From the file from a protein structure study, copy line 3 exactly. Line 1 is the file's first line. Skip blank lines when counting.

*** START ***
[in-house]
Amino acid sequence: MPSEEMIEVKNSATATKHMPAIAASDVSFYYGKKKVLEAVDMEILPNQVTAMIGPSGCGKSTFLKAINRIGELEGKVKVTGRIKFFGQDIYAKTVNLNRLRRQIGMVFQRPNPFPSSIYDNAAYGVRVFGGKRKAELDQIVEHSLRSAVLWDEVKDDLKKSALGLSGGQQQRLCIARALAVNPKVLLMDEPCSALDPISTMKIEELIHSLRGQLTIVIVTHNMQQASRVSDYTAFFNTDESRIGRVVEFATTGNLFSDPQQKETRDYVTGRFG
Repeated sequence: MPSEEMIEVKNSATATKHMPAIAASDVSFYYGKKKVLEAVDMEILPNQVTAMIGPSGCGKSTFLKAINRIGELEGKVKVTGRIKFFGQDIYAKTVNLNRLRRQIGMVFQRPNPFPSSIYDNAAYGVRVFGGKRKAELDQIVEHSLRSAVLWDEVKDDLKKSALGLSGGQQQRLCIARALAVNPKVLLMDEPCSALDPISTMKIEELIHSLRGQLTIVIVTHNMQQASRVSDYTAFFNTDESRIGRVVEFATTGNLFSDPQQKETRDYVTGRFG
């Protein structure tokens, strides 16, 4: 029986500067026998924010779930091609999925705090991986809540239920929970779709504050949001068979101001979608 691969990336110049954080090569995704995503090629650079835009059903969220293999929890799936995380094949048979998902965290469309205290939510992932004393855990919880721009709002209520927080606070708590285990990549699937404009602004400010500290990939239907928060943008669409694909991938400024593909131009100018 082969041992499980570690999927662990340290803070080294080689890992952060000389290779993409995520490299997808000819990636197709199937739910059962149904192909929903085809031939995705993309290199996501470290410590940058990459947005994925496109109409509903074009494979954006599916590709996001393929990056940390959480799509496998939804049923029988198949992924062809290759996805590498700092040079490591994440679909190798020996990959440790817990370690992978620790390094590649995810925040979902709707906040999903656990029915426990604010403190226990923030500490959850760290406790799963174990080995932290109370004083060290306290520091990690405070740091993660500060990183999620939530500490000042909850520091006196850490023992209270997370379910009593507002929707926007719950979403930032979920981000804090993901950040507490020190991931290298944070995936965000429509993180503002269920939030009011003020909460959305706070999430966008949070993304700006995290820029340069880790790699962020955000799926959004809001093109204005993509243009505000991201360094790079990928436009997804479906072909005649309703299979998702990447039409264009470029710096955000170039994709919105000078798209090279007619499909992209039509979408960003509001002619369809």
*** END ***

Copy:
Repeated sequence: MPSEEMIEVKNSATATKHMPAIAASDVSFYYGKKKVLEAVDMEILPNQVTAMIGPSGCGKSTFLKAINRIGELEGKVKVTGRIKFFGQDIYAKTVNLNRLRRQIGMVFQRPNPFPSSIYDNAAYGVRVFGGKRKAELDQIVEHSLRSAVLWDEVKDDLKKSALGLSGGQQQRLCIARALAVNPKVLLMDEPCSALDPISTMKIEELIHSLRGQLTIVIVTHNMQQASRVSDYTAFFNTDESRIGRVVEFATTGNLFSDPQQKETRDYVTGRFG